DHS&EM Daily Situation Report 09-121 for May 1, 2009Postmark
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From:Friday, May 1, 2009 9:06 AM -0800
Subject:DHS&EM Daily Situation Report 09-121 for May 1, 2009 
Today’s Situation Report email contains the following attachments:
- DHS&EM Daily Situation Report 09-121 for May 1, 2009
- Alaska Railroad Corporation News Release:  Whittier Update - Passenger and Freight Transportation.pdf
- DHHS - 09 APR A-N1H1 Influenza Outbreak Situation Report for 4-30-.pdf
- DHSS - 09 APR A-N1H1 Influenza Outbreak Incident Action Plan for 4-30.pdf

Blackberry Users Section

This section is for Blackberry users who have trouble reading the normal sitrep on their Blackberries.  It only contains new or significantly updated items from the DHS&EM Daily Situation Report.
(Significant changes from previous reports are in red)

• Significant Weather:
• The National Weather Service has issued a flood watch which remains in effect through Saturday morning for the Tanana River in Salcha.  Ice continues to run down the Tanana River and may create local ice jams in the Salcha area.
• The National Weather Service has issued a flood warning for ice jam flooding for the Chatanika River from just downstream of the Elliot Highway bridge to the Minto flats until 2:45 PM AKDT Saturday May 2.

• Swine Flu Outbreak
In response to an intensifying outbreak in the United States and internationally caused by a new influenza virus of swine origin, the World Health Organization raised the worldwide pandemic alert level to Phase 5 on April 29, 2009. A Phase 5 alert is a “strong signal that a pandemic is imminent and that the time to finalize the organization, communication, and implementation of the planned mitigation measures is short.”
Officials with the Alaska Department of Health and Social Services are keeping an eye on the developing swine flu outbreak in the Lower 48 and Mexico. There are no known cases of swine influenza in Alaska.  Health officials are advising that anyone returning from the Southwest or Mexico who becomes ill with flu-like symptoms (fever, sore throat, aching muscles, cough, and runny nose) contact his or her health-care provider.   “At this time, standard practices are still the best measures for avoiding the flu,” said Dr. Jay Butler, chief medical officer for the state of Alaska. “Hand washing, covering your cough, staying home if you’re sick — these are still the best ways to stay healthy and to avoid spreading germs when you are ill.”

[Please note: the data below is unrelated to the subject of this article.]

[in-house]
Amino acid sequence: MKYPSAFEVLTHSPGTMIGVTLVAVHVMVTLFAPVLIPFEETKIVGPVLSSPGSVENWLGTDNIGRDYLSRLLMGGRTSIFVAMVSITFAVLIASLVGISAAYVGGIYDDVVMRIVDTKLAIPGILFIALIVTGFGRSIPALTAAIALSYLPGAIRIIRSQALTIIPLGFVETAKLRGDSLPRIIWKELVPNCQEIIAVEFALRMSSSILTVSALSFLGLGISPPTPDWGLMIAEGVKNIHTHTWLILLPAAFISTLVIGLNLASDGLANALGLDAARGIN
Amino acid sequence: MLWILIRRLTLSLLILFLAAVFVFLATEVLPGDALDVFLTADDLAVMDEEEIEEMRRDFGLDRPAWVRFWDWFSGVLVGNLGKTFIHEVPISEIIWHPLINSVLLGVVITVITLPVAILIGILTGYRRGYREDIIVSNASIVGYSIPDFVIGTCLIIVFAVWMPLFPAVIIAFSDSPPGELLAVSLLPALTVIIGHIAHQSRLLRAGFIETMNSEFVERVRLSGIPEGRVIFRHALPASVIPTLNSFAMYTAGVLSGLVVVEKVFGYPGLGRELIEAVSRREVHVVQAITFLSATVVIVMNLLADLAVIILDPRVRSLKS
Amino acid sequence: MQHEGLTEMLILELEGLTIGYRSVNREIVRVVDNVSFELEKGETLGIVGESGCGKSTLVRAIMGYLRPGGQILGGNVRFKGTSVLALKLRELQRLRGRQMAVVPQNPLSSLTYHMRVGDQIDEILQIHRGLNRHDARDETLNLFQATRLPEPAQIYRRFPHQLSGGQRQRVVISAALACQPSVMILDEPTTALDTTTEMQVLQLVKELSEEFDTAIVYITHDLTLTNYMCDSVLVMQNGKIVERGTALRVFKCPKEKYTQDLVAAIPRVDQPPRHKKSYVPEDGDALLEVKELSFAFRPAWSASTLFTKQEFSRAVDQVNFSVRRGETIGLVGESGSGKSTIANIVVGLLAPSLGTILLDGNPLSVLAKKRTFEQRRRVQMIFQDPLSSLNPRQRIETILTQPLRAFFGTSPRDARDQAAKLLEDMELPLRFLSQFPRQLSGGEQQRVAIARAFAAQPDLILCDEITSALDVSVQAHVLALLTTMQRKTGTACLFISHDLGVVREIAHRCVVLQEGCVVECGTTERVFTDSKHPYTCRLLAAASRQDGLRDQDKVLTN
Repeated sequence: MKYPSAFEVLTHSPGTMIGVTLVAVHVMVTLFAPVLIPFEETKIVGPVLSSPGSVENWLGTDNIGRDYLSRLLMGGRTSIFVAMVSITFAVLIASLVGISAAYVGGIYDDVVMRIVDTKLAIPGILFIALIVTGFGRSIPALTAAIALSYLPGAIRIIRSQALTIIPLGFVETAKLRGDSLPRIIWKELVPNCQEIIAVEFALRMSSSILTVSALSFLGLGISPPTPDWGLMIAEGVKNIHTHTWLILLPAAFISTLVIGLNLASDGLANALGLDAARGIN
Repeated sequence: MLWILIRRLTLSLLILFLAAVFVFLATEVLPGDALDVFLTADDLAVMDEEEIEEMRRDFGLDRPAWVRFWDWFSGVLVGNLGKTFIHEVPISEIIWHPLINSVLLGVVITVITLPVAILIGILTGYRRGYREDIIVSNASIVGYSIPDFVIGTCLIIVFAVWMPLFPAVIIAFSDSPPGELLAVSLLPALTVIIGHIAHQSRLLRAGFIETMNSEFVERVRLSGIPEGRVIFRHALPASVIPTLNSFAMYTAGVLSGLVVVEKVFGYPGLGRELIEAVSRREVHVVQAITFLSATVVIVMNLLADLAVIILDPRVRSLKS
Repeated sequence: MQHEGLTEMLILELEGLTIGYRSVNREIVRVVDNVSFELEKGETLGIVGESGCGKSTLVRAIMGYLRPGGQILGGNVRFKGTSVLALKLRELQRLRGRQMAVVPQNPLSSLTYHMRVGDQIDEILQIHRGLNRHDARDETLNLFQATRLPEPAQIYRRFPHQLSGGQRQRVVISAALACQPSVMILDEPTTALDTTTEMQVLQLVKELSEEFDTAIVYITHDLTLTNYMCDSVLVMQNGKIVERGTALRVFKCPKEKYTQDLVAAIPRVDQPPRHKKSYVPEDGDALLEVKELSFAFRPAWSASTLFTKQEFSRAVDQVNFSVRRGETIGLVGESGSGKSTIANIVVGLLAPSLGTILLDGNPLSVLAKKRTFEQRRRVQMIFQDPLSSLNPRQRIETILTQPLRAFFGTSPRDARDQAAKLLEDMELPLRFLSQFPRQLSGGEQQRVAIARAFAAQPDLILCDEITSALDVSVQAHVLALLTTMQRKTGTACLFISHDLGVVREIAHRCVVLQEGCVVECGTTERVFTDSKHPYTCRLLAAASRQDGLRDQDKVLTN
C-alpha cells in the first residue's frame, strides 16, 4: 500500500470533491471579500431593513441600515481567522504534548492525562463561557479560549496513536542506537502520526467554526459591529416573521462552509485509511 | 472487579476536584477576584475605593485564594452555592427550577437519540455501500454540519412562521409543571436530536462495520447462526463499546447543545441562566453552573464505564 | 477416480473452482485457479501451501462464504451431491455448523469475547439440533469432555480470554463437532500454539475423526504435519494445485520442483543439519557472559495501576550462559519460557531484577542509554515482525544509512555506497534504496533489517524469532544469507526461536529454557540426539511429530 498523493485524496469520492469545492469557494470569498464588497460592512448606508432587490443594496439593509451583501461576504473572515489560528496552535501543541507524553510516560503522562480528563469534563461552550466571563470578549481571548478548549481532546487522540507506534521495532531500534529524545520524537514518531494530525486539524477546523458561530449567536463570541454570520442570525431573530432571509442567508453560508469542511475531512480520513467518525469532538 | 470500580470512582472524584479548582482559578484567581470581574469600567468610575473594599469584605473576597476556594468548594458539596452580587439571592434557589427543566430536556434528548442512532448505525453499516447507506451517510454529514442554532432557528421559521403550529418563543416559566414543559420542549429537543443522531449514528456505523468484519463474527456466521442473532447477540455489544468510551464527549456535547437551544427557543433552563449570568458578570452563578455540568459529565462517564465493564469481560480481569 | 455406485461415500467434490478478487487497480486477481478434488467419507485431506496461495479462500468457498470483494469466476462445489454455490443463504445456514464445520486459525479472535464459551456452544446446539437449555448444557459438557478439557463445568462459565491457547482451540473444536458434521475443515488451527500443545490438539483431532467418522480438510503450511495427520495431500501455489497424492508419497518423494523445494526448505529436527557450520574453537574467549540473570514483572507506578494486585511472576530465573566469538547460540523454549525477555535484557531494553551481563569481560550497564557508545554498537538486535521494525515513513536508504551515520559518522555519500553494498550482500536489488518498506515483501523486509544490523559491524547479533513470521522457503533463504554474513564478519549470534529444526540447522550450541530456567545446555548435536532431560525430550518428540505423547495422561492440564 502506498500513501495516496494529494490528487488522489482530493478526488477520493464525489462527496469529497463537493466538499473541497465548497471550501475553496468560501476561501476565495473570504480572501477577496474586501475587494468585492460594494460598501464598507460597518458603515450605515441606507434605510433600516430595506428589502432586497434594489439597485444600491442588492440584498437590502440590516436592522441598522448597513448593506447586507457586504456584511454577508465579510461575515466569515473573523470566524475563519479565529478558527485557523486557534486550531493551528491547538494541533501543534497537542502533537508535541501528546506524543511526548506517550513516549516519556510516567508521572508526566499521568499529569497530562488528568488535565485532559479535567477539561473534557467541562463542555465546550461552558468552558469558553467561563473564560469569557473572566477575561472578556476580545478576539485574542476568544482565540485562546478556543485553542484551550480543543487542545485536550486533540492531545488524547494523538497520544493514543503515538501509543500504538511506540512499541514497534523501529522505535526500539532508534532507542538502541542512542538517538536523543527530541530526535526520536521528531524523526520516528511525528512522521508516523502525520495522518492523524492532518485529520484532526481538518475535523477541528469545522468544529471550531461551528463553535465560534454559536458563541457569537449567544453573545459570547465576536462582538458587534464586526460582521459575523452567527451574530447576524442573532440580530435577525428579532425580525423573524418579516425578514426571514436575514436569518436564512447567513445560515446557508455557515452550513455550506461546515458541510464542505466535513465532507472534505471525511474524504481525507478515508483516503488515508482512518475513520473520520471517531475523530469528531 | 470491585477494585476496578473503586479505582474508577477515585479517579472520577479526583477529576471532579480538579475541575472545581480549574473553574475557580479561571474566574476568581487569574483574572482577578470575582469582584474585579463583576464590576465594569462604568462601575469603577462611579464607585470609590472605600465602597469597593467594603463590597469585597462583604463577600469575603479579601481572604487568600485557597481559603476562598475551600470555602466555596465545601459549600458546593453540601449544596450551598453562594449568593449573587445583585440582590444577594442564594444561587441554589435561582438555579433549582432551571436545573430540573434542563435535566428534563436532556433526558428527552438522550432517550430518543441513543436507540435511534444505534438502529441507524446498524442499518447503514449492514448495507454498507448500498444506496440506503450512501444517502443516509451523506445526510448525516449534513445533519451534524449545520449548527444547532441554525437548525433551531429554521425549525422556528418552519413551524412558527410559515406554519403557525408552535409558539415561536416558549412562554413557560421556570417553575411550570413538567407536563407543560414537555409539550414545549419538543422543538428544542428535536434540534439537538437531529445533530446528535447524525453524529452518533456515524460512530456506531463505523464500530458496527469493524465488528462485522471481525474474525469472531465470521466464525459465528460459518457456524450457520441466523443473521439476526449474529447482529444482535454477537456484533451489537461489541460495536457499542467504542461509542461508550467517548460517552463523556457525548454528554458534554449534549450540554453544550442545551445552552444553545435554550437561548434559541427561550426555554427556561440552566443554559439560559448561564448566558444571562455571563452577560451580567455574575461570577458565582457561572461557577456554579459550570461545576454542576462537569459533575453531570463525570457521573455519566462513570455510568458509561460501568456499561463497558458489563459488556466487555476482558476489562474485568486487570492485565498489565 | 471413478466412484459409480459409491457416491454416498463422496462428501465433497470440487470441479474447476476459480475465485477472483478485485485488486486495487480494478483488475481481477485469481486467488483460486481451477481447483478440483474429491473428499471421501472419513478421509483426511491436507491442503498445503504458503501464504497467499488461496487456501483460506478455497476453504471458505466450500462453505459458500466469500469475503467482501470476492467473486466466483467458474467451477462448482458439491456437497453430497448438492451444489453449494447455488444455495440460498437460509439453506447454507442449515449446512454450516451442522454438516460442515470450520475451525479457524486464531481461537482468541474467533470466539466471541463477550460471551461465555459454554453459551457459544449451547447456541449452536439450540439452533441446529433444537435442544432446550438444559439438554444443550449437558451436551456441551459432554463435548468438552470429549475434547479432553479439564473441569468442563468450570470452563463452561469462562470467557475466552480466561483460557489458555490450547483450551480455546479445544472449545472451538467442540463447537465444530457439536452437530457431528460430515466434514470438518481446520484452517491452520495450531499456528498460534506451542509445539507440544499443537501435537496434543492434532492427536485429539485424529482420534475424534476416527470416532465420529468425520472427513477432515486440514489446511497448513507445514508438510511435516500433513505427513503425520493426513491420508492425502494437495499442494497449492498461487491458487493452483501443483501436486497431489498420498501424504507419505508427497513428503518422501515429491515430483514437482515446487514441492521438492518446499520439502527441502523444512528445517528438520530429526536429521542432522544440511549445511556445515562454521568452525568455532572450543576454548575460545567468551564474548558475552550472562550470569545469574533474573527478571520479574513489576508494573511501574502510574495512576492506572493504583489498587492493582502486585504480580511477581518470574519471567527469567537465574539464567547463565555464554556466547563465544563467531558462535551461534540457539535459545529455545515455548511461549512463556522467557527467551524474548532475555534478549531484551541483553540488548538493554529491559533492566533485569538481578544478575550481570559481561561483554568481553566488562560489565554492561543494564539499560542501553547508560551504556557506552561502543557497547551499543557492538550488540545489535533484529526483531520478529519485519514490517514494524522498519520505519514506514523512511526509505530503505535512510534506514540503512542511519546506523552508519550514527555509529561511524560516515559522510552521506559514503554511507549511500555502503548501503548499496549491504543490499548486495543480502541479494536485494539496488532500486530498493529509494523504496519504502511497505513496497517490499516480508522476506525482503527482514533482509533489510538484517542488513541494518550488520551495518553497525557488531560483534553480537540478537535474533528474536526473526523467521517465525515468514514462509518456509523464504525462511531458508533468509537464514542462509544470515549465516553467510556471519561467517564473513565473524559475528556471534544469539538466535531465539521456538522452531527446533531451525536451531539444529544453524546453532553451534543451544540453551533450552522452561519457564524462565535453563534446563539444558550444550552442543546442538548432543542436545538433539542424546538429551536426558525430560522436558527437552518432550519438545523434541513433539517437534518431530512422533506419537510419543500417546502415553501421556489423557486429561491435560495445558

For more information, please see http://www.pandemicflu.alaska.gov/ and http://www.cdc.gov/swineflu/
        A swine flu Incident Action Plan, a swine flue Sitrep and a swine flu Media Update have been attached to today’s Situation Report email.

Alaska Spring Breakup Summary
The flood potential from snowmelt and ice jams this spring breakup season throughout Alaska is currently rated as moderate to high in all locations that are prone to flooding from ice jams during breakup.  Flood potential for other locations remains as low or low to moderate.  Breakup was initially expected to be later than normal this year but the prolonged period of warm temperatures may push breakup dates closer to normal.  This forecast is based on observed snowpack, ice thickness reports and long range temperature forecasts.


David Lee
Emergency Management Specialist
State Emergency Coordination Center
Alaska Division of Homeland Security & Emergency Management
PO Box 5750
Fort Richardson, AK 99505
Direct Line:  907-428-7087
SECC: 907-428-7100
SECC Toll Free: 1-800-478-2337
SECC FAX: 428-7095